Timing was everything

Remember the days when a company could craft a press release and time its distribution for just the right moment to achieve maximum value? The carefully-honed statement could go out just as the markets close, just before they open, on a quiet weekend when it’ll get more play, or during a news-heavy period when nobody will notice. Timing was everything. It’s nostalgic to look back on those bygone days of, oh, last year.

The folks over at AskJeeves probably had timing in mind when they set tomorrow for the announcement of its purchase of Bloglines. But Mary Hodder caught wind of the deal and ran it last Friday in her Napsterization blog,… Read More »

Bill Cobb’s revealing letter to customers

The news today is full of reports that eBay is rolling back some of its price increases and beefing up its customer support. The changes come after customer uproar over the heavily-reported fee increases. A an eBay customer myself, I got the e-mail from Bill Cobb, president of eBay North America. What struck me was the importance Cobb assigns to listening to customers.

Cobb, who has been with eBay only since December, uses the capital “C” when talking about the eBay Community, elevating it to a defined, named space. He credits the hard work of the Community with eBay’s success, then gets down to business, explaining changes the company… Read More »

PubSub offers real-time earthquake info

PubSub is my favorite tool for tracking topics that interest me in the blogosphere. Blogs are what PubSub does, so it was a bit of a surprise to read a press release  announcing the site has a new service: tracking US Geological Survey (USGS) seismological activity and making it available via RSS feed or email update. But it’s just another way to take advantage of RSS.

“We realized our Internet-scale matching and notification system was ideal for making this critical data more easily and quickly available to the average person.  So we’ve developed a system to translate the USGS technical feed into XML—the standard language of the… Read More »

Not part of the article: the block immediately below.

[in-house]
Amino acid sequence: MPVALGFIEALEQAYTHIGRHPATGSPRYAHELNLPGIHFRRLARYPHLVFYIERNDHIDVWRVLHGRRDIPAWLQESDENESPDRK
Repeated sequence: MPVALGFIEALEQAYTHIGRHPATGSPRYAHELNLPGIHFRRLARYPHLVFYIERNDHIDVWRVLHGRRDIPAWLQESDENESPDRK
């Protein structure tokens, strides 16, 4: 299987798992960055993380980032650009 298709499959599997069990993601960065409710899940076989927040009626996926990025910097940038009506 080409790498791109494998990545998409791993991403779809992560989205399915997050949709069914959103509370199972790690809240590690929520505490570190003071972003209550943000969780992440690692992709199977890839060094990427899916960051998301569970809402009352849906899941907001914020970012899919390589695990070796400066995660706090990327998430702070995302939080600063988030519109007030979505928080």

A new refrain: “Where were the bloggers?”

A mythology is growing around instances in which bloggers have jumped on a story resulting in some kind of consequence. Trent Lott stepped down. Dan Rather resigned and other CBS staffers suffered. The manufacturer of a bicycle lock had to deal with the lock’s flaws.

Now, it seems, bloggers are expected to take the lead—or at least participate with great zest—in any number of issues. We saw this recently when Jay Rosen cried, “Where are the PR bloggers?” following the revelation that Ketchum, representing the US Department of Education, had paid pundit Armstrong Williams to publicly support the administration’s education policy.

In… Read More »

Unintentional consequences

This morning, US Secretary of Defense Donald Rumsfeld, a guest on Wolf Blitzer’s Sunday morning interview show on CNN, defending the Pentagon’s development of new Web sites designed to provide information to a global audience. Blitzer asked whether these sites violated President Bush’s new edict forbidding payment to PR agencies in order to promote the administration’s political agenda. Rumsfeld responded that these sites had nothing to do with a political agenda.

Whether that’s true or not, we are going to see more unintended consequences of the Ketchum-Williams-DOE controversy. I’ve encountered one myself. I’ve been doing work for a… Read More »

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